Pupils are encouraged and helped to solve problems and given the knowledge and skills to become more independent. Many pupils in the school have medical conditions, some of which are very complex. Therefore, there are robust procedures in place for administering medication in school.
For example, controlled medication is kept in a double-locked cupboard. Inspection findings ? During the inspection, inspectors focused on what leaders are doing to improve attendance, how effectively leaders monitor and evaluate pupils' progress and how well the curriculum supports the learning needs of all pupils. ? Senior leaders have identified and are addressing the issue of attendance, which is currently below the national average.
Staff do all they can to make sure that pupils attend school regularly. Support is in place for some pupils who, for medical reasons, cannot attend regularly. Leaders acknowledge the need to provide learning for pupils who are unable to attend school due to medical conditions and ill health.
• Teachers plan lessons that are well structured and pupils know what they are expected to achieve. Work is well matched to pupils' abilities, with an appropriate level of challenge for individual pupils so that they can extend their learning further. As a result, teachers and teaching assistants successfully engage pupils in learning.
• Teachers use a wide range of approaches to develop pupils' communication skills. Teaching assistants support this by modelling the language they want pupils to use. Some pupils use sign language, the Picture Exchange Communication System or other communication aids to help them to ask and answer questions.
• Robust systems are in place to track the progress pupils make and to set targets. Teachers set personal targets that link to the objectives in pupils' education, health and care plans. In addition, curriculum targets are closely measured using the school's assessment systems.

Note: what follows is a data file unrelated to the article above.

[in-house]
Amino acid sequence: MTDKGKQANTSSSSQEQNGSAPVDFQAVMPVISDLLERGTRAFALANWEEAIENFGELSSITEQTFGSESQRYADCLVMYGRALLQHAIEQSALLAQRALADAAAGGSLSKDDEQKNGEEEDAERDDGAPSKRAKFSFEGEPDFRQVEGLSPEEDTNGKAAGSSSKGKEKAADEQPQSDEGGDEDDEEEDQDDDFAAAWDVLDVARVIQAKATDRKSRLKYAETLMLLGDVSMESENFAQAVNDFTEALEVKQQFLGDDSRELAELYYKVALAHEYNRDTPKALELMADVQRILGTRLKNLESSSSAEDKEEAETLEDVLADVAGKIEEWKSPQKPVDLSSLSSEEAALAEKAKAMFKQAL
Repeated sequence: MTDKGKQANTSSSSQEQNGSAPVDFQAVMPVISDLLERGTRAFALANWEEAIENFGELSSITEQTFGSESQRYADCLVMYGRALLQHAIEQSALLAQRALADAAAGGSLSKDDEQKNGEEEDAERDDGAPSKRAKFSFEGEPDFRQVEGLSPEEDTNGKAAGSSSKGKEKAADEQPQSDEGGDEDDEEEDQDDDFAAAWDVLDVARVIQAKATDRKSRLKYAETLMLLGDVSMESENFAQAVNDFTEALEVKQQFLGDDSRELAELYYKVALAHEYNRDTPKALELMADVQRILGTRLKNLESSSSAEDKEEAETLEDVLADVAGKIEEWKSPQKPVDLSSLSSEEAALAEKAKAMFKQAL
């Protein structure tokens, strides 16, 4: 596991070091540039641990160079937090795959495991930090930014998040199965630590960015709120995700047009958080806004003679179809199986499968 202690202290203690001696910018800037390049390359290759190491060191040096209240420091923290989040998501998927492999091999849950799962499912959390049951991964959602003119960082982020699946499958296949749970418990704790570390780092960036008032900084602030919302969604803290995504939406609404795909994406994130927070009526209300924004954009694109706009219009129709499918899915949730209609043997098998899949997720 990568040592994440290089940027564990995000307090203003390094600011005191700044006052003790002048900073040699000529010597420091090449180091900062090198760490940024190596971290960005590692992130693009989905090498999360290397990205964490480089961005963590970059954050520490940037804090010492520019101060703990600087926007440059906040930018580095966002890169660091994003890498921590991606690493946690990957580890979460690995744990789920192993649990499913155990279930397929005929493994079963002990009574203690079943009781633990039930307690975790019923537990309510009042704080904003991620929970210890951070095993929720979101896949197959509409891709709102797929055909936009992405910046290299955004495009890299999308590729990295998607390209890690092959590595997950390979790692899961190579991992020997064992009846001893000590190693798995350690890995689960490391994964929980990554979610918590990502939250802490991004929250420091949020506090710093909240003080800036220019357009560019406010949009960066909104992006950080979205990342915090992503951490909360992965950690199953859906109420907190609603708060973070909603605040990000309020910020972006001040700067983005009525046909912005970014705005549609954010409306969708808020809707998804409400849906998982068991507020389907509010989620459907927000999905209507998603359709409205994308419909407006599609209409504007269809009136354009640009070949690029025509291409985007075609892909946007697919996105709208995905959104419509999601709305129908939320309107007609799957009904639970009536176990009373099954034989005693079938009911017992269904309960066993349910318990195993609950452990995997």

Leaders and teachers regularly check the accuracy of their judgements about pupils' achievement by comparing their achievement with that of pupils in other similar, local special schools. ? Leaders and teachers have responded positively to the rapid rise in the number of pupils on roll since the last inspection. They have developed a curriculum which offers personalised learning activities for a wide range of needs and starting points.
For instance, in some classes, pupils with similar abilities are grouped together for literacy and numeracy, so that they can learn at the same pace. Other pupils who have more complex needs work in the same class because they need more sensory or practical activities. School leaders and teachers think carefully about what is the best approach, so every pupil is able to make their best possible progress.
• Senior leaders have shared with subject leaders, teachers and governors much of the responsibility for improving the school. All contribute to the school's development planning and are held accountable for their actions in improving the school. However, sometimes targets are not sharp enough in identifying timescales and who is responsible for ensuring that actions are carried out.
Next steps for the school Leaders and those responsible for governance should ensure that: ? the school's plans for improvement are sharper in identifying the timescales and who is responsible for ensuring that actions are effectively carried out. I am copying this letter to the chair of the governing body, the regional schools commissioner and the director of children's services for Leicestershire. This letter will be published on the Ofsted website.
Yours sincerely Julian Scholefield Ofsted Inspector Information about the inspection During the inspection, we met with you, the deputy headteacher, the assistant headteacher for the primary phase, the assistant headteacher for the secondary phase, school governors and a selection of school staff. We observed pupils on arrival, met some parents, visited most of the classes, spoke with pupils and looked at pupils' current work. We considered the 30 responses from the Ofsted online questionnaire, Parent View.
Various school documents were scrutinised, including safeguarding records and assessment information about pupils' progress. We studied the school improvement plan and self-evaluation summary. We also looked at information published on the school's website.